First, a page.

By Martin LeFevre
It was a day of intense, opaque light during a break between storms that have been pounding California. Though there wasn’t a smidgen of blue sky, sunlight reflecting off the creek-turned-river was so brilliant that you couldn’t look at it without sunglasses.
I live at the northeastern corner of the Great Central Valley, the most productive agricultural region in the world. It’s the bowl in the middle of the state that stretches for about 300 miles north and south, and about 50 miles east and west. Though the late great state of California is experiencing the worst floods in decades, we’re still a long way, in years and precipitation, from the worst.
At the end of 1861, during the American Civil War, it rained for 43 consecutive days, turning the entire Central Valley into a lake. The oral tradition of native peoples described such an event, but the Gold Rush invaders of 1849 had never experienced anything like it, and couldn’t have imagined it. The 40 million people of present-day California can now.
The atmospheric river off the Pacific has produced one storm after another, but the rain hasn’t been continuous, and there have been short breaks of brightening days like today.
Sitting on the bank with a 300-meter view downstream and a 100-meter upstream, the mind of thought quickly yields to the bare and spare beauty of the afternoon, and a meditative state begins. It was good that it did, because after about a half hour, a chain saw started roaring a short distance away.
Meditation is an event and phenomenon, not a method and practice. It begins when passive awareness grows quicker than the observer, which is the ancient habit of psychological separation.
The illusory observer and separate self are common to all humans, in one form or another. The condition of man is to be conditioned, and the observer is the crumbling cornerstone from which all conditioning is built and accumulates in the mind and brain.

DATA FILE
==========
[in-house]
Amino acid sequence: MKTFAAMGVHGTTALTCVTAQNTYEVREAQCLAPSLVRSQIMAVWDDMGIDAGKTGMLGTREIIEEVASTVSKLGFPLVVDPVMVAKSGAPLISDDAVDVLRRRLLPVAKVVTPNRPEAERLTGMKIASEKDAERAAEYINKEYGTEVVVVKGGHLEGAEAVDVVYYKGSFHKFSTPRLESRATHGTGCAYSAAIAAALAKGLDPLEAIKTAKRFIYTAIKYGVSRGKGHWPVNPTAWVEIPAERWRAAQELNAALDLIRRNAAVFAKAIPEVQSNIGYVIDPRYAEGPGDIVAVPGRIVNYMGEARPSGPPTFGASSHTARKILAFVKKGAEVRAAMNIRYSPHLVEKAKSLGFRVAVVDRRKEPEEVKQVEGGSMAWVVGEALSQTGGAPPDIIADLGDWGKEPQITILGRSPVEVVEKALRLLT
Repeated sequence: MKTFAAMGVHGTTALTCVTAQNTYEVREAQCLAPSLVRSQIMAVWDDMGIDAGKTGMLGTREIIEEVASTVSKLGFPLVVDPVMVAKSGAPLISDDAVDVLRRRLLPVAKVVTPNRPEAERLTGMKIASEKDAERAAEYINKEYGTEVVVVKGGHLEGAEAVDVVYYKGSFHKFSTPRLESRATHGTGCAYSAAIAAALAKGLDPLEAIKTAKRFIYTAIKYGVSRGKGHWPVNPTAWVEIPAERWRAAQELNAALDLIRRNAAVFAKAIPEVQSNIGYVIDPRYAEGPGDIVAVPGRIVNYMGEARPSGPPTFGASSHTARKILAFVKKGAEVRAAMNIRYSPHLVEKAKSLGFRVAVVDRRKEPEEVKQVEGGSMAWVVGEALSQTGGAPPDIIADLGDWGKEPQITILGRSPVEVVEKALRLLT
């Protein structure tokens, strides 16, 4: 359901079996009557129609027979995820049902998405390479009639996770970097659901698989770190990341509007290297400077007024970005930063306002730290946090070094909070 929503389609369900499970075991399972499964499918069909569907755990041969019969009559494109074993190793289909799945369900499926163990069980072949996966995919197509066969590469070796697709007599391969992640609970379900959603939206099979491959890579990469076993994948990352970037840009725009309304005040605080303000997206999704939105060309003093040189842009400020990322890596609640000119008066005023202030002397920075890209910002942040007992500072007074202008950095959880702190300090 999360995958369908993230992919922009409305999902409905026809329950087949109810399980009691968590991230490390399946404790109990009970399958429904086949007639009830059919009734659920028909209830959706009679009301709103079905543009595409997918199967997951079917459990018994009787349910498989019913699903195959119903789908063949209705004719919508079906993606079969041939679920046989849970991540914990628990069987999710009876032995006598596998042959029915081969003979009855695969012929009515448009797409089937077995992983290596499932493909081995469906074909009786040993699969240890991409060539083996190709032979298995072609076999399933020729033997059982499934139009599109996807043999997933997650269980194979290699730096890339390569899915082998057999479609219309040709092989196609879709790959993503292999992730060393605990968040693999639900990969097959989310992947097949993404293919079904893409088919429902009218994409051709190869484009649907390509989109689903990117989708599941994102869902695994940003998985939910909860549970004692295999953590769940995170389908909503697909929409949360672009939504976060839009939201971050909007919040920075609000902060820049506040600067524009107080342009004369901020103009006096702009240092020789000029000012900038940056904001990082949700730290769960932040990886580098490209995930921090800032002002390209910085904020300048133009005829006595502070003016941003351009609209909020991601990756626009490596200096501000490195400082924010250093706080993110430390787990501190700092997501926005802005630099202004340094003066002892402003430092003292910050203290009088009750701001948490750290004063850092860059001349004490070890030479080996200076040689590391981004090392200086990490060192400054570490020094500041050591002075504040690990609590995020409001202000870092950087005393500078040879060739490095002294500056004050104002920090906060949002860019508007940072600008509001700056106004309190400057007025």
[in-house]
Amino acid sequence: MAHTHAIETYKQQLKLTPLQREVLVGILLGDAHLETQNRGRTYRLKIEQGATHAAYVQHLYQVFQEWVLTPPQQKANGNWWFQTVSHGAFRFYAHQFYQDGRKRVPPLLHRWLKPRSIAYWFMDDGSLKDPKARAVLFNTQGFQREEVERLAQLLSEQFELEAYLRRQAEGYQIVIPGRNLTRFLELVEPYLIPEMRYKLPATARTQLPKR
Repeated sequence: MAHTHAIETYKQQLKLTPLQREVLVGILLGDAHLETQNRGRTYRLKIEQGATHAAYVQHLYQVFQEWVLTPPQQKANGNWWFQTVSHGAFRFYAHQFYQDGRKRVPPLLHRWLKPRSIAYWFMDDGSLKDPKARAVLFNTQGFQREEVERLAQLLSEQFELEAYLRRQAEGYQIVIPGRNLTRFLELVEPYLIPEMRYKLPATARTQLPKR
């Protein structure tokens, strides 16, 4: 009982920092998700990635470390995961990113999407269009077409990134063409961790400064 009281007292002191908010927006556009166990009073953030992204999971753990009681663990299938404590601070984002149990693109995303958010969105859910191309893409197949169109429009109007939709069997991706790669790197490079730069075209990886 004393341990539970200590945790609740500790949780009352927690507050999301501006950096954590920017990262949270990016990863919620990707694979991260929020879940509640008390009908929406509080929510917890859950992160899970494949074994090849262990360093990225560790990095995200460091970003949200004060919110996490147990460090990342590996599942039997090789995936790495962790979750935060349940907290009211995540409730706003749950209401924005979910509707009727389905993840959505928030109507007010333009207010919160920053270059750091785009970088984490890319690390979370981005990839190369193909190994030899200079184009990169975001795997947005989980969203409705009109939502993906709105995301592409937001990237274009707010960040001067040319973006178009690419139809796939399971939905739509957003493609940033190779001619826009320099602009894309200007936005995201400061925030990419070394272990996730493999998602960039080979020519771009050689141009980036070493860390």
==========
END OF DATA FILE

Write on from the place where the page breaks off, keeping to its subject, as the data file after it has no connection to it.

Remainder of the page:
When the judging, choosing and interpreting observer ceases its infinite regress, the movement of thought is observed as a single movement by the whole, non-reactive brain. Attention gathers unseen, and without volition or effort, the mind of thought falls silent. Time ends, and the silent mind enters the infinite field of the unknown.
The brain produces the mind of thought, but it does not generate the silent mind. Without duality, I’m speaking about mind in two completely different senses, since the silent Mind can only emerge when the mind of thought is completely negated, still and empty.
The brain and mind of thought are temporal, whereas the silent mind that emerges with the complete quieting of thought is timeless. So the human brain, which is a physical, temporal organ, has the capacity to stand in silent awareness of the cosmic mind that permeates the universe and life on Earth.
Given this is true, and the timeless Mind brought about, through random but directional evolution, a brain on this planet with the capacity to be one with cosmic mind, why is total awareness so difficult and rare in human life?
Just as mind has two different meanings, so too consciousness has two different meanings. There is the consciousness born of and dwelling in the known, based on the symbols and memories of thought. And there is the consciousness of the unknown, which flows from stillness, silence and emptiness.
The consciousness of the known now belongs to the thought machines man is making in his own image. Nonsensically, some people are trying to imbue AI with self-awareness, even though most humans are utterly lacking in it.
These are not abstract, philosophical ideas and questions. The human mind is dumbing down, and we will soon have second-rate minds to our thought machines unless we understand that there is a completely different meaning to mind.
As to why the human brain, which has the potential to be directly aware of the whole and the numinous, lives in such small spaces, it boils down to unconstrained and unexamined self-centered activity.
The smallness of the mind of thought is unacceptable and unseemly for a human being. It’s not remedied by experiencing the smallness of ‘me’ in the face of a fierce storm, but by the apperception of beauty.
Though billions of people still struggle to feed themselves and their children, meditation is no longer the luxury of consumeristic wasters in the West. AI poses a truly existential crisis for the human mind and brain, and no scientist can resolve it.
Only the self-knowing human being can resolve the crisis of mind, brain and consciousness within herself and himself. However much insight into these matters another may have, anyone take the time, ask the questions, and watch without the watcher or comparison the movement of one’s own mind.
Martin LeFevre is a contemplative, and non-academic religious and political philosopher. He welcomes dialogue. firstname.lastname@example.org
Published with permission of the author. All copyright remains with the author.